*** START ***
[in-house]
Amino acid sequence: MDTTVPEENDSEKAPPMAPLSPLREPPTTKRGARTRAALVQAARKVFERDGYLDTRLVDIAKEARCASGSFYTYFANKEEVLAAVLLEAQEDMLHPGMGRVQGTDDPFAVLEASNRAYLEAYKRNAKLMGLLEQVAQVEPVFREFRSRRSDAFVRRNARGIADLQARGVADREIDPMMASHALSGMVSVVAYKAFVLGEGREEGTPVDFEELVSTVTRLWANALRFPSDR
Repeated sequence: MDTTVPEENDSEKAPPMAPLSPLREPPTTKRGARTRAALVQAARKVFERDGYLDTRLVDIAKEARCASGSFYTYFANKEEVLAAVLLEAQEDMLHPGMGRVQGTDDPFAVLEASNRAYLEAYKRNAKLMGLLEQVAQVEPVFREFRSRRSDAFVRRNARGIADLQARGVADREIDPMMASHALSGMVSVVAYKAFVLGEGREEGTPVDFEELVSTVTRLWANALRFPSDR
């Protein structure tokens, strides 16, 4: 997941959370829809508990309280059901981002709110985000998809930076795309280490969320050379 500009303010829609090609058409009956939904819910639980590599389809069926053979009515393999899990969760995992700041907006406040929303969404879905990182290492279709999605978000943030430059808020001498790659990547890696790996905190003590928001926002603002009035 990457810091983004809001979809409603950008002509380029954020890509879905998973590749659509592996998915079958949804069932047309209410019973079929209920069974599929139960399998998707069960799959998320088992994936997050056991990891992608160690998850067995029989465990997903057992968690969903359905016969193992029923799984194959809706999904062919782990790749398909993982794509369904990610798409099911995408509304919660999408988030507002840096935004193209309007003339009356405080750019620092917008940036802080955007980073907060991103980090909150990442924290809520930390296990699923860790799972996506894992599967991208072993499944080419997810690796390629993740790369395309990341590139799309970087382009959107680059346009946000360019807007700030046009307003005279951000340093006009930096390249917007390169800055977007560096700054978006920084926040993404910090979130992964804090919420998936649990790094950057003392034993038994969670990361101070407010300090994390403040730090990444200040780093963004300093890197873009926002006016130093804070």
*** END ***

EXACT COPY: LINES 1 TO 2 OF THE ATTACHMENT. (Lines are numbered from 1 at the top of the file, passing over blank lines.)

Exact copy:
[in-house]
Amino acid sequence: MDTTVPEENDSEKAPPMAPLSPLREPPTTKRGARTRAALVQAARKVFERDGYLDTRLVDIAKEARCASGSFYTYFANKEEVLAAVLLEAQEDMLHPGMGRVQGTDDPFAVLEASNRAYLEAYKRNAKLMGLLEQVAQVEPVFREFRSRRSDAFVRRNARGIADLQARGVADREIDPMMASHALSGMVSVVAYKAFVLGEGREEGTPVDFEELVSTVTRLWANALRFPSDR